The Justices might also pay attention to a very excellent invention whose inventor DID NOT choose to patent it, although he could have. Instead he chose to publish his work and allow any one of his competitors to make it freely. This, in turn generated more demand for his invention than he would otherwise had if he had patented it and kept the other vendors from manufacturing it. The date was 1703, and the invention was the pianoforte, which today we call simply "the piano." Patents and copyrights do not ALWAYS mean the most profit for the author or inventor, nor the best for "the common good."
In times past when creating computer programs meant access to a machine that costs six million dollars, fitted to a large air-conditioned room that used kilowatts of power, more investment of money was required due to requirements for funding. Today really good software can be produced as a byproduct of solving a particular problem on already existing computer systems, and the owner has no real need to keep the software proprietary. Indeed, some people find that it is cheaper to use the GPL model and hope that others help them develop and improve the code than it is to go the traditional model and have to continue to develop the code themselves.
As an employee of the former Digital Equipment Corporation I often found software that our customers would like to have used. However our complex "profit model" that Mr. McBride puts forth often meant that useful software never saw the light of day. The software was deemed valuable, but not so valuable as to go through an entire product cycle and quality assurance cycle and therefore was lost inside of Digital. It is too bad that the open source model was NOT as accepted, as that technology might still be with us today.
How could the founding fathers or the early legislators have foreseen the Web, or even computers? How could they visualize thousands of people working freely all over the world, sharing ideas and information much faster than our intellectual property laws can keep up. And so it makes sense that the legislature and the justices review every once in a while the true meaning of "for the common good" and fit it to the current world, and not the world of past endeavors.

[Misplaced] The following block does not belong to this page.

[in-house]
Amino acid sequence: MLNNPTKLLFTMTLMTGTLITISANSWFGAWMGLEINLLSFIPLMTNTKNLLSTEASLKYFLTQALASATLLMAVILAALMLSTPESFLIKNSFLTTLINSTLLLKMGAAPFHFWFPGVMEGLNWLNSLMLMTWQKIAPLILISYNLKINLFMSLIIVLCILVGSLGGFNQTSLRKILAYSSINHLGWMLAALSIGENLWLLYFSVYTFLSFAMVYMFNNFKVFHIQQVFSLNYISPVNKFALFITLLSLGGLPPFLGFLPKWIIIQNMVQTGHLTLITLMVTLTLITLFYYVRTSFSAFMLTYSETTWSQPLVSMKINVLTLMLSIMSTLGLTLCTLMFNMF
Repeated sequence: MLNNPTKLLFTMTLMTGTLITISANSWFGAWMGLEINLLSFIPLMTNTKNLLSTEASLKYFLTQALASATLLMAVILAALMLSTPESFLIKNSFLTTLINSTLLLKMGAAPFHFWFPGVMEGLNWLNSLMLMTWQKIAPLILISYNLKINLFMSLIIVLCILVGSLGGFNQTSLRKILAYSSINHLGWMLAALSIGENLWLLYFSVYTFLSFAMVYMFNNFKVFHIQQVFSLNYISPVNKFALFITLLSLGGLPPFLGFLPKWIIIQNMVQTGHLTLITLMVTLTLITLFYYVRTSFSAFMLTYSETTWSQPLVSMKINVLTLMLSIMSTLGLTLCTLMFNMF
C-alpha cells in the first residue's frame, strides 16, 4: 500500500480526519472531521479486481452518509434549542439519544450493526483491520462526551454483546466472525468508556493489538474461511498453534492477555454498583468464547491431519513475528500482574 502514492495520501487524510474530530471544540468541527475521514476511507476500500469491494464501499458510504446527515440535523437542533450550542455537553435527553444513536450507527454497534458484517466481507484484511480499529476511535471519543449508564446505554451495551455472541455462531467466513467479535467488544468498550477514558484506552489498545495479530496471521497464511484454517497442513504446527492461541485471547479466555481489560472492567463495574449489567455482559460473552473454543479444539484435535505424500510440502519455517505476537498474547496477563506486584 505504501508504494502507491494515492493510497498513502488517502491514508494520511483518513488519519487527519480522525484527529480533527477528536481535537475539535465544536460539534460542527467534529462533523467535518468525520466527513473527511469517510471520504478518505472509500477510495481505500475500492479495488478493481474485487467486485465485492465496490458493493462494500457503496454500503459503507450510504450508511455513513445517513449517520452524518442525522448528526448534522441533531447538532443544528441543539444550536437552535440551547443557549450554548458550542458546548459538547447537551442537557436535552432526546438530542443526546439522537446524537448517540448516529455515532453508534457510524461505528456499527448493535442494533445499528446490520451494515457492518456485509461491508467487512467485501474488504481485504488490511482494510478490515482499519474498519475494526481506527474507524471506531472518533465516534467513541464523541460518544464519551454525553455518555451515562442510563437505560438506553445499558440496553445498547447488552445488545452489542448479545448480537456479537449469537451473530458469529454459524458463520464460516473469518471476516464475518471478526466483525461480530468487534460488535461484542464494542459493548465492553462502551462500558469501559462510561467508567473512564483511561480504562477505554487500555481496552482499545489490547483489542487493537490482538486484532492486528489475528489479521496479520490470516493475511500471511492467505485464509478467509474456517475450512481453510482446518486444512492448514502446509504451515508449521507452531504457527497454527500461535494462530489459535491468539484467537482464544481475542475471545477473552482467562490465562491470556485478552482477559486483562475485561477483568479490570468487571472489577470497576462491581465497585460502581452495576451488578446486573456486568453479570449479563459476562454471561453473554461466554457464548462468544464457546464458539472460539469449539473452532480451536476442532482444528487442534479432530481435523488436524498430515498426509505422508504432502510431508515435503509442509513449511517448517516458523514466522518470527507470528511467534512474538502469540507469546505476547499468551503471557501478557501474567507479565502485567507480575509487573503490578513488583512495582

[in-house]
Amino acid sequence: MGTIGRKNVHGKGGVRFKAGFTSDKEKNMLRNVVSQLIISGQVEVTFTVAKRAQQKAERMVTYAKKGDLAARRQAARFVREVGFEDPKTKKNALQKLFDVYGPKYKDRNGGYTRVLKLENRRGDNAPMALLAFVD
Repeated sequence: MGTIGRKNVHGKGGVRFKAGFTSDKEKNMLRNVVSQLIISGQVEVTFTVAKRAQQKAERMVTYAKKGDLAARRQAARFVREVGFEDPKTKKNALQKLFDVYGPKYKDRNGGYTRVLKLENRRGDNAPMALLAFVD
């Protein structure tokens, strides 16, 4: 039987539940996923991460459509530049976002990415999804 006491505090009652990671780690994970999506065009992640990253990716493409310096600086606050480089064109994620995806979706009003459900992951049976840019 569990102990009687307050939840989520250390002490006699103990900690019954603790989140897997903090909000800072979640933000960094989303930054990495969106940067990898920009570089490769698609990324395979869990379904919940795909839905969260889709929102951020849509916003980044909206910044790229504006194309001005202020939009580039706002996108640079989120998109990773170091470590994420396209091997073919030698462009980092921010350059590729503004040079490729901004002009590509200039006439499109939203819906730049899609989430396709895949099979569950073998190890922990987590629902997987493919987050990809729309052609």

The issue with Eldred v Ashcroft was not whether copyrights were bad or illegal, but whether having extensions for such a long period over the original lengths made sense in an age where takes only a month for a paperback book to be published, distributed over the world, and sell five million copies.
Most people in the copyright world understand that the copyright, patent and trademark laws when applied to a global economy in an ever-shrinking world are hopelessly outdated. Not necessarily bad, just in need of being revised.
In summary, the GPL does NOT invalidate copyright, the DMCA deserves to be reviewed and corrected, there are other profit motives other than money, an even if there wasn't, the GPL does not preclude earning money with software.